Kids, Not Gender, the Biggest Influence on Work/Care Policy Attitudes

Kids, Not Gender, the Biggest Influence on Work/Care Policy Attitudes

 

Young dads consider paid parental leave and childcare to be as important to their future success at work as mothers. (Image: via pixabay / CC0 1.0)
Young dads consider paid parental leave and childcare to be as important to their future success at work as mothers. (Image: via pixabay / CC0 1.0)

Only 15 percent of Australians can balance work and family responsibilities. Young dads consider paid parental leave and childcare to be as important to their future success at work as mothers. And it’s the same trend in attitudes to shared household work, according to new research.

However, young men without children are least likely to consider supportive work and care policies and shared domestic work at home as important to their future. This is despite the fact they are just as likely as men with children to plan to have a child in the future.

The findings contrast with the attitudes of young women without children, who are more likely than their male peers without children to report that equality in domestic life is very important to their future success at work.

The lead author, Associate Professor Elizabeth Hill from the University of Sydney, said the study reveals the growing momentum among young parents for better work and care policies, regardless of their gender, adding:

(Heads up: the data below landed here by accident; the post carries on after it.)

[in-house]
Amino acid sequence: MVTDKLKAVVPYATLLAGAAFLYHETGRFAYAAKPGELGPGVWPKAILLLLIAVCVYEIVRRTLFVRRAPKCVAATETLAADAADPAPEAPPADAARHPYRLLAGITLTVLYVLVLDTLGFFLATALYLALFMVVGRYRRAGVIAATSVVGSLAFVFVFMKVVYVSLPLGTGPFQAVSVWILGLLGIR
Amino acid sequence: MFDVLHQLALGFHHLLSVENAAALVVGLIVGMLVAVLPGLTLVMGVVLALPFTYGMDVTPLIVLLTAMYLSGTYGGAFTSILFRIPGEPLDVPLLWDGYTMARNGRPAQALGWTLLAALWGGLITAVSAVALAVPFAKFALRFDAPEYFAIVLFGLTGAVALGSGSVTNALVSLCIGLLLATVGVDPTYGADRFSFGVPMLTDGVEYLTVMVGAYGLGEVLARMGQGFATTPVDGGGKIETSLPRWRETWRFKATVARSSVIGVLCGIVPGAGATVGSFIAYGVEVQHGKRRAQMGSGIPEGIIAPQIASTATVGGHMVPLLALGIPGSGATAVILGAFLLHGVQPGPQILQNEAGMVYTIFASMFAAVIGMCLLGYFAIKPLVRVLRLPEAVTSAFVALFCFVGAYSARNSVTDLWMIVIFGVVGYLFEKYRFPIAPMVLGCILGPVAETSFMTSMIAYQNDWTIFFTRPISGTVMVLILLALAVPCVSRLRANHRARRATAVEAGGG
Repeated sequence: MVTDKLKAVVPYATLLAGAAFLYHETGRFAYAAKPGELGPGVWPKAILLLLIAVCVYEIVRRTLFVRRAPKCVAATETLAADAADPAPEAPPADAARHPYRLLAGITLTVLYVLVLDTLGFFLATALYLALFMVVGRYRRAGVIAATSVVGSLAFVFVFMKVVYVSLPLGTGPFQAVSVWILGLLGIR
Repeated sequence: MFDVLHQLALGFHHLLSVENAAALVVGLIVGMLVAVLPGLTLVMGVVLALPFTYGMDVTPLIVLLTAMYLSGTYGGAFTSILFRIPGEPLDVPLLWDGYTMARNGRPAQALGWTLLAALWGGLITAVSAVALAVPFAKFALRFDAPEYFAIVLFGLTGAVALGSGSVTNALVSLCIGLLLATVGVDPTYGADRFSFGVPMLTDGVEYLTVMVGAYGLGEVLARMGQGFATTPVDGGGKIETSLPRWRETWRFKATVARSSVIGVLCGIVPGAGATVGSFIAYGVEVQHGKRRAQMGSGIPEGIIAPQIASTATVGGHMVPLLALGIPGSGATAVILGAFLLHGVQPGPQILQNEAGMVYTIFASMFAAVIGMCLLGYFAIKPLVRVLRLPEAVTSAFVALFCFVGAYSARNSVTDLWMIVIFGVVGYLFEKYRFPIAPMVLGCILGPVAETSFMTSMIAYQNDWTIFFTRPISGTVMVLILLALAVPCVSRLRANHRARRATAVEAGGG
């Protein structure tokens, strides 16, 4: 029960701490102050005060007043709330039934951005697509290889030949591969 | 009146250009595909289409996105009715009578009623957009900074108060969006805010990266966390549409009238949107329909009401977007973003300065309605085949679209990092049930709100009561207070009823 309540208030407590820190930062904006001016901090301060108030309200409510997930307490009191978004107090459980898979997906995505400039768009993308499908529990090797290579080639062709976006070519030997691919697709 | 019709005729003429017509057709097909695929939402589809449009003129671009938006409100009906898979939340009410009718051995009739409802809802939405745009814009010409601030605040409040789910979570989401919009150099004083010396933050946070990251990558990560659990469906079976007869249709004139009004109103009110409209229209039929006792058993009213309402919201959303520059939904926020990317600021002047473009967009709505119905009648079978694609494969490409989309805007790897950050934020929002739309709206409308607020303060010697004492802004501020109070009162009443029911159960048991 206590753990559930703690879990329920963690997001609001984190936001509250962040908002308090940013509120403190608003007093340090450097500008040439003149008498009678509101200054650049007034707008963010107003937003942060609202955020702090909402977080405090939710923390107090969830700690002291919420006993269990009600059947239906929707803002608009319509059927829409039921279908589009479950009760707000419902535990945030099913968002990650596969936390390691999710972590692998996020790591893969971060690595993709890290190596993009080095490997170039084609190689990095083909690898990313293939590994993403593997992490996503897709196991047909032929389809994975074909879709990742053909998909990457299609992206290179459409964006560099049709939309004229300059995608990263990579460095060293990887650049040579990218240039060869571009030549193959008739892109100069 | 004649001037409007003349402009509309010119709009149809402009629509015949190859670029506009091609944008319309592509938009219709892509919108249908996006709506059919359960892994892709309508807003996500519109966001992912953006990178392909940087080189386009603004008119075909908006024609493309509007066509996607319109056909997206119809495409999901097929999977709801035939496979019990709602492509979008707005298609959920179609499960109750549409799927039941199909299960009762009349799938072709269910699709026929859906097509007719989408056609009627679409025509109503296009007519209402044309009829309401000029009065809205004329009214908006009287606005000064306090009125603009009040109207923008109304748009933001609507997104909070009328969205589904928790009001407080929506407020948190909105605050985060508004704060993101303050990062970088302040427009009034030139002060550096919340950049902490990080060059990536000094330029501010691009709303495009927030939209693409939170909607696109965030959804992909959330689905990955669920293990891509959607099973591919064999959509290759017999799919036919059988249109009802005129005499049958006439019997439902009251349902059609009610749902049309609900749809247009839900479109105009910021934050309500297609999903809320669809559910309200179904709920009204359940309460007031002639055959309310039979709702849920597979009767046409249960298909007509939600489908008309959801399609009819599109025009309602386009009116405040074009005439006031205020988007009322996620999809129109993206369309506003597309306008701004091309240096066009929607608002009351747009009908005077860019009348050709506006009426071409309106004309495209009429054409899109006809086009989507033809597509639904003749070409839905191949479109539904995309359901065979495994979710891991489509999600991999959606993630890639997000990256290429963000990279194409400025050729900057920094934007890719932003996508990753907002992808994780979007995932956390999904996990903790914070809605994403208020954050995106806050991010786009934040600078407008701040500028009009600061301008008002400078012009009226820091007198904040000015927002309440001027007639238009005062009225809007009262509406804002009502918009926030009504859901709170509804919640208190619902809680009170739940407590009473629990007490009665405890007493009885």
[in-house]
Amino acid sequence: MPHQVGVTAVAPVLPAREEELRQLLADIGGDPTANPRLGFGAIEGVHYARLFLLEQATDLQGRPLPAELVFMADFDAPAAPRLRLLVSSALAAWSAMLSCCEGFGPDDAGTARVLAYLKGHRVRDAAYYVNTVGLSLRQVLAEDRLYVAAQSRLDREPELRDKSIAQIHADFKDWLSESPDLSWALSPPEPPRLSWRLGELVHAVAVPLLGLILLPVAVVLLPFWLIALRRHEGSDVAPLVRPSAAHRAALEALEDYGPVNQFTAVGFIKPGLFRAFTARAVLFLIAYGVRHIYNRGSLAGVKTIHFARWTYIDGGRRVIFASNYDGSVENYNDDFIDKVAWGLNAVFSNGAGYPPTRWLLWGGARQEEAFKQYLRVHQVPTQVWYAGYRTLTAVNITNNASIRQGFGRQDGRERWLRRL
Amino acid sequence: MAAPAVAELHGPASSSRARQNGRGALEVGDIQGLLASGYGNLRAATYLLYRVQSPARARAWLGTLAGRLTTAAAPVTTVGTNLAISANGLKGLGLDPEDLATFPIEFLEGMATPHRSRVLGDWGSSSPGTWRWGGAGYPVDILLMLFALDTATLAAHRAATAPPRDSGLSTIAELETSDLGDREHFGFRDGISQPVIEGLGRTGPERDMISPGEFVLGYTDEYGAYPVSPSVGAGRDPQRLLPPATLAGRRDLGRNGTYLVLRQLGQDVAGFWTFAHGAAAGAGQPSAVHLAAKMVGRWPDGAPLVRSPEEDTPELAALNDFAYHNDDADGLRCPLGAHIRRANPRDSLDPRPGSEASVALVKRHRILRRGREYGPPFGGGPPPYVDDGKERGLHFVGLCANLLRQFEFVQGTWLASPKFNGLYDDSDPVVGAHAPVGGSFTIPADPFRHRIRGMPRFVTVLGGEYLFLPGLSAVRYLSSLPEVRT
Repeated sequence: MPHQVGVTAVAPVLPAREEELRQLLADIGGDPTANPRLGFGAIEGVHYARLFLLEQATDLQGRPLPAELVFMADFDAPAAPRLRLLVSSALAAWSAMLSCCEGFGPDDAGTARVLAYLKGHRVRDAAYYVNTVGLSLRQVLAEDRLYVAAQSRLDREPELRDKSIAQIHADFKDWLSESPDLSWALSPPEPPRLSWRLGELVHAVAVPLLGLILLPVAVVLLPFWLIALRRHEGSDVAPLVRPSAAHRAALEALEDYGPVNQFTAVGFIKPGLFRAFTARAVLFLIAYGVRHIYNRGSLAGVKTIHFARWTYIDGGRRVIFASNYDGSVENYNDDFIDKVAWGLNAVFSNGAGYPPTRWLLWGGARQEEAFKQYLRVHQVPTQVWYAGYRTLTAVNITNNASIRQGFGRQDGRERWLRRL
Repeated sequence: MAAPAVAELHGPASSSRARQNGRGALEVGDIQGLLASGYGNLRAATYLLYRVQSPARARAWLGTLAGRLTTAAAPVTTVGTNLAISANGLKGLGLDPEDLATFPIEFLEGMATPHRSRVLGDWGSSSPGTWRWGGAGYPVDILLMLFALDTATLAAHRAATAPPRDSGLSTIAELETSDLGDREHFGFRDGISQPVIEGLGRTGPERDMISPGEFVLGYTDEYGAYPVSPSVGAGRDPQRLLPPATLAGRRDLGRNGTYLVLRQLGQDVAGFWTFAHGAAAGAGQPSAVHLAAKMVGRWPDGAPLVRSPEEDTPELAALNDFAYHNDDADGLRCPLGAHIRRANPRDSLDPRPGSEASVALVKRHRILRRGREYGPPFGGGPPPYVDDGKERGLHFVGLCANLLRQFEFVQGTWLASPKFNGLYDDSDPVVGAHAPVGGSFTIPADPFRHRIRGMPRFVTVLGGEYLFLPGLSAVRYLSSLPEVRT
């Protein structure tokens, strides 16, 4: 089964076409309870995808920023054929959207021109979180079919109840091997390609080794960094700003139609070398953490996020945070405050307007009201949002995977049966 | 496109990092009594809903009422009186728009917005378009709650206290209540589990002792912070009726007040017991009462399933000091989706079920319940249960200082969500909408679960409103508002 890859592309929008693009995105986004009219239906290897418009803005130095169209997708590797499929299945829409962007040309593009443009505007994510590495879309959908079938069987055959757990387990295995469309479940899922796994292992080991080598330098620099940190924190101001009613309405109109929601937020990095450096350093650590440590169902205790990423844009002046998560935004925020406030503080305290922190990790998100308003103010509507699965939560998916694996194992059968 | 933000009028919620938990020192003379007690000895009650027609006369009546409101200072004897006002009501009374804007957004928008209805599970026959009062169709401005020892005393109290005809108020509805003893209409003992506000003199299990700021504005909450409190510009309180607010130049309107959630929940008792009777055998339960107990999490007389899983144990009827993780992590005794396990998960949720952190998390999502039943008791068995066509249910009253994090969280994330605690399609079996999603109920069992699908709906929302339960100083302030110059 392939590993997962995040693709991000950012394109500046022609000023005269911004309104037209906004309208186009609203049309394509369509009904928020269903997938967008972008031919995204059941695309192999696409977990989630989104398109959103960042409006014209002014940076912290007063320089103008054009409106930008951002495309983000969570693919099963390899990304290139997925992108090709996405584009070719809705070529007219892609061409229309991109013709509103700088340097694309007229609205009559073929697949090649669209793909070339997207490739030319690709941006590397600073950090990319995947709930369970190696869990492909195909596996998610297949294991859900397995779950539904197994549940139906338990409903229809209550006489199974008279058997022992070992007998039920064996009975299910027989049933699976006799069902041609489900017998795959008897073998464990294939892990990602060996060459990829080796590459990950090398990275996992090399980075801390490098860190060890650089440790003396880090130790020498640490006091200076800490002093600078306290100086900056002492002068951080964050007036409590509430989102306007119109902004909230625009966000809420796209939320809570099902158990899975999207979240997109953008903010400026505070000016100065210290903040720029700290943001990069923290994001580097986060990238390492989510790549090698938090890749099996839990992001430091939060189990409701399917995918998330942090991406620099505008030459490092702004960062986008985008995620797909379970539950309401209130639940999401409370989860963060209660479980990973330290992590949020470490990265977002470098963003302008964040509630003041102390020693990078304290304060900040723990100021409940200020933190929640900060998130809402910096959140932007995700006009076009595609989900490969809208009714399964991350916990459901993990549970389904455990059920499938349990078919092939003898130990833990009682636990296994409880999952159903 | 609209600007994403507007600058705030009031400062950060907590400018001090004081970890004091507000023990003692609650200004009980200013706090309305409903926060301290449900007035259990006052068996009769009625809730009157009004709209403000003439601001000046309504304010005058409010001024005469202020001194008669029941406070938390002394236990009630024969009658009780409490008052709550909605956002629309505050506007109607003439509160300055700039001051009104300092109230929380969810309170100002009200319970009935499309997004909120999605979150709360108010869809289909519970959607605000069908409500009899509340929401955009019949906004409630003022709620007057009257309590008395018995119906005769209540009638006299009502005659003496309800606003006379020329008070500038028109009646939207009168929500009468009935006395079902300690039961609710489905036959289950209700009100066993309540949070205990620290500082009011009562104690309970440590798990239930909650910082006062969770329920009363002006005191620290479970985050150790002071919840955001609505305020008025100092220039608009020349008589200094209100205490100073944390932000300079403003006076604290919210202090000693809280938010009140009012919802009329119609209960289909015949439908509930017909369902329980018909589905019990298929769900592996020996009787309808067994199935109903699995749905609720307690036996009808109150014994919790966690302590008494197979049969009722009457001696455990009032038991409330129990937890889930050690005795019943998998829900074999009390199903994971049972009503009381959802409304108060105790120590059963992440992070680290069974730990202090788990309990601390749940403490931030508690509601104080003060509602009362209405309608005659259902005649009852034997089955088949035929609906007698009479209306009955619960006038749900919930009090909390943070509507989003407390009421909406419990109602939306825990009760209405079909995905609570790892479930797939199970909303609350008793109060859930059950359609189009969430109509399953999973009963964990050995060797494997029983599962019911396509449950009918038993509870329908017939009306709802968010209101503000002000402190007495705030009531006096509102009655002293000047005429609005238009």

The team of researchers from the University of Sydney’s Australian Women’s Working Futures project surveyed more than 2,500 working women and men aged 16 to 40, who were representative of the workforce nationally.

Only 15 percent of respondents strongly agreed that they can balance work and family responsibilities, which Associate Professor Hill said shows a clear gap between what young workers expect and the current level of support at home and in the workplace.

Professor Marian Baird, co-author on the paper, said:

Associate Professor Hill added:

One survey respondent in high-paid and secure work said:

While increased participation of women in the labor market is an objective of governments around the world, the proportion of women working full-time, as opposed to part-time, has remained consistent since the 1970s, according to Australian Bureau of Statistics data.

Professor Marian Baird, co-author on the paper, said:

Women with children told the researchers how the unequal burden of childcare limits their earning capacity as part-time workers, with one working mother saying:

The research, published in the Journal of Sociology, said:

The published statistical analysis reveals that the presence of children, rather than gender, has the biggest influence on whether workers consider balancing work and care as being very important.

The likelihood that men with children report that access to work-care policy (such as paid parental leave and childcare) as “very important” for future success at work is 71 percent compared with 79 percent for women with children, but only 50 percent for men without children. Associate Professor Hill said:

Provided by: University of Sydney [Note: Materials may be edited for content and length.]

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Courtesy of visiontimes.com